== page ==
“Plasm: Yer Mug” by Myers

  • ©Rob Myers

  • ©Rob Myers



Entry Number: 19


    Plasm: Yer Mug

Program Title:

    Digital Bayou


Project Affiliation:

    Silicon Graphics


    Plasm: Yer Mug offers passersby an electronic mirror complete with cultural distortions. A seething artificial-life community behind the looking glass lines up to track and interpret the life forms that inhabit our side of the mirror.

    The wandering Digital Bayou attendee steps up to the counter, or hops up on a stool. Gazing into the mirror behind the bar, visitors may notice that their reflection adapts to their reaction to it. Their visage is being served up via short-order evolution, as fleets of genetic automata mutate onward, surviving by the nature of the visitor’s engagement. Over the course of this evolution, the visage always tracks its participant tightly, maintaining the intimate kinship usually reserved for one’s own shadow or reflection.

    The physical setting of the installation takes its cues from the Late Night Cafe. Across the diner’s counter, the aroma of fresh-brewing coffee encourages people to lean in and see what’s going on. Force-sensing resistors embedded in the counter and stool pedestals inform the system of each visitor’s
    body attitude. A camera perched in front of each stool frames the seated visitor, feeding live video for evaluation by the system; Plasm: Yer Mug “mirrors” this input through a continuous, synthetic graphic display rear-projected at life size behind the counter.

    Real-time video tracking and feature extraction is used to corral a fleet of semiautonomous geomorphs on the screen. Each geomorph presents its own 3D rendered form, animated according to its own independent behavior. Corralling ensures that the fleet of geomorphs tracks the participant’s face and motions tightly, to maintain reflection relationship.

    The geomorphs themselves are models drawn from a stockpot of cultural idioms and reflections, encoded as a sequence of genetically-mutable factors. Four different artists have developed their own families of geomorphs, exploring divergent vocabularies of form, motion, sound, reactivity, and statement. While each geomorph “blueprint” describes an interesting envelope of appearances and behaviors, evolutionary techniques are applied during the performance to explore within the parameter space and extrapolate outward from it. Participants shepherd this mutating construction with their body language, instrumented via their videotracked envelope and forcesensing devices on the countertop and seating. The geomorphs they leave behind are not likely to be the same ones the artists introduced. Geomorphs that survive will emerge frequently during SIGGRAPH 96.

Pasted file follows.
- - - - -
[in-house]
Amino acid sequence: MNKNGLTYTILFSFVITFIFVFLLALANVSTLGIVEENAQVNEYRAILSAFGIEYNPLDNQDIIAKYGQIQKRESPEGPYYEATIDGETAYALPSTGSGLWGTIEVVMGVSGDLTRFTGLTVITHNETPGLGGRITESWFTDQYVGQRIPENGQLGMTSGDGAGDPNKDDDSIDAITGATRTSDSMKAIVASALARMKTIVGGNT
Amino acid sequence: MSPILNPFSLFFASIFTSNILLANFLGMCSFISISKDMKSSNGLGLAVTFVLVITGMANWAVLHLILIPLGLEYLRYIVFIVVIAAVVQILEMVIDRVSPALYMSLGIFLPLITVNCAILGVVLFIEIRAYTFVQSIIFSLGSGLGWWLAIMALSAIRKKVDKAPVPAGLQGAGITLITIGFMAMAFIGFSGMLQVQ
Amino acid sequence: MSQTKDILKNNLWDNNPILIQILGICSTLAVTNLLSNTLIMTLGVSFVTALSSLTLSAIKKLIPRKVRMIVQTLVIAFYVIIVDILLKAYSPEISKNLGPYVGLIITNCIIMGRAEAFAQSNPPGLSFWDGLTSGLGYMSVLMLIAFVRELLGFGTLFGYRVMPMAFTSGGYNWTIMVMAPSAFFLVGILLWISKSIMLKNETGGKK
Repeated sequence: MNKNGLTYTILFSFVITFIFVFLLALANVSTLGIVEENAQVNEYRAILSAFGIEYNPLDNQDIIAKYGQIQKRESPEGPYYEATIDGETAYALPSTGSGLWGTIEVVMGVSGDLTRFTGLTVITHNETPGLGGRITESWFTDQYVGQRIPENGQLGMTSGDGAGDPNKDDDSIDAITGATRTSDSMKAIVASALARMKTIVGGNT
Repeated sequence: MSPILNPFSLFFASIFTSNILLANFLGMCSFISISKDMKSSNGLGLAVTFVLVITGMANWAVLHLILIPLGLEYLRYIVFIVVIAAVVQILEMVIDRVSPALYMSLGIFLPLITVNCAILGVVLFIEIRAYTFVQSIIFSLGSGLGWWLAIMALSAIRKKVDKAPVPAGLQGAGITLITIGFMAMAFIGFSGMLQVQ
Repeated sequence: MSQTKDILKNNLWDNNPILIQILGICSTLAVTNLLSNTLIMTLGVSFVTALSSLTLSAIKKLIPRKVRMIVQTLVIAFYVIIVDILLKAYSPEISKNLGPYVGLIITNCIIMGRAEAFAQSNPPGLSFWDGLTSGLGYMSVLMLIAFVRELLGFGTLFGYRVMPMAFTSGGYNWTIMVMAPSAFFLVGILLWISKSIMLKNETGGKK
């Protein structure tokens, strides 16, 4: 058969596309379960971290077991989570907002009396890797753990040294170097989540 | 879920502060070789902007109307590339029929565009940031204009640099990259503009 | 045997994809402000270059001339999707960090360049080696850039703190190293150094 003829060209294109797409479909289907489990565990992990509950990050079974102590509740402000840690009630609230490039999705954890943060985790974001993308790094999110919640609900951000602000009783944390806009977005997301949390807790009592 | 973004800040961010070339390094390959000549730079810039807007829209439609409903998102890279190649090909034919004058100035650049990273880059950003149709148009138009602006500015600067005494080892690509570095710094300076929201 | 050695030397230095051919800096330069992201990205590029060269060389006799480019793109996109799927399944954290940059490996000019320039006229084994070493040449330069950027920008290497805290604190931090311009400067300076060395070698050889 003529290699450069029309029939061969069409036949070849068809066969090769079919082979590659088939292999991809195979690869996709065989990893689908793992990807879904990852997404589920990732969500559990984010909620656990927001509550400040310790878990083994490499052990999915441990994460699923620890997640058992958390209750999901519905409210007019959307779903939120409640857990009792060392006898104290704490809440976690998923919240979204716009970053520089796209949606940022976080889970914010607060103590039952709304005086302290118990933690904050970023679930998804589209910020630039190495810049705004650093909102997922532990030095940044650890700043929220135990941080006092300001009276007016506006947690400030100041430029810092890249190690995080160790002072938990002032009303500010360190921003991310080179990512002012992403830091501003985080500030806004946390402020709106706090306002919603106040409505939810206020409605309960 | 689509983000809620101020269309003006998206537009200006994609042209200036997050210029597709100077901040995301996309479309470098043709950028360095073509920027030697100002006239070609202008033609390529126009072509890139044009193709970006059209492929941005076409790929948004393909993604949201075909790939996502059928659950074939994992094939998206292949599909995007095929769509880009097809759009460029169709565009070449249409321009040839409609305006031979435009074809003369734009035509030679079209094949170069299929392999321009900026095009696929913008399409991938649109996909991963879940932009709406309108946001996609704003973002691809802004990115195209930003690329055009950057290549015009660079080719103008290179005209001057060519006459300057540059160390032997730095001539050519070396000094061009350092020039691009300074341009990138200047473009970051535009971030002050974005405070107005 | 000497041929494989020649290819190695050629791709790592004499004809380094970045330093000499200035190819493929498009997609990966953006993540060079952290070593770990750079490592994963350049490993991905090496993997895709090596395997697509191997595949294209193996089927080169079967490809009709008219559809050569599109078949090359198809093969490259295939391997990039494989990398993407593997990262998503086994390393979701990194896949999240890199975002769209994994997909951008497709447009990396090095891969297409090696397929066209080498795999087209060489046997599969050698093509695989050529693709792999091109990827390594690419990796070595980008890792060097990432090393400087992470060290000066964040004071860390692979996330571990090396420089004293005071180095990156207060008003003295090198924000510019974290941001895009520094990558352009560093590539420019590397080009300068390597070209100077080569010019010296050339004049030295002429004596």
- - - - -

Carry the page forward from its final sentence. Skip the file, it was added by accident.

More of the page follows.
This installation is motivated by a quest for increasingly  accessible virtual exchanges. The reality is that today’s society is becoming more and more computerized. Over the course of this cultural transformation, person-to-person contact is becoming increasingly stylized. Plasm: Yer Mug instills a playful/ personal air into the user/computer mix, seeking an antidote to the structured formality of so many modern interfaces.

    Three distinct approaches are explored in this investigation.

    • “Meeting at the cafe” evokes a shared experience, an ingredient that is usually missing in today’s encounters with machines.

    • The explicit abstraction of facial expressions challenges the one-to-one mapping of conventional machine controls.

    • Body-contact sensing allows for a multiplicity of simultaneous inputs, a dramatic divergence from the “one-hand ti e d – b e h i n d – y o u r – b a c k , ”mouse-based interactions that are commonly assumed.

    Each of these approaches illuminates a subtle difference from today’s typical GUI encounter. Taken together, they invite participants to think twice about their daily routines with their machines.

Additional Images:

©Rob Myers ©Rob Myers


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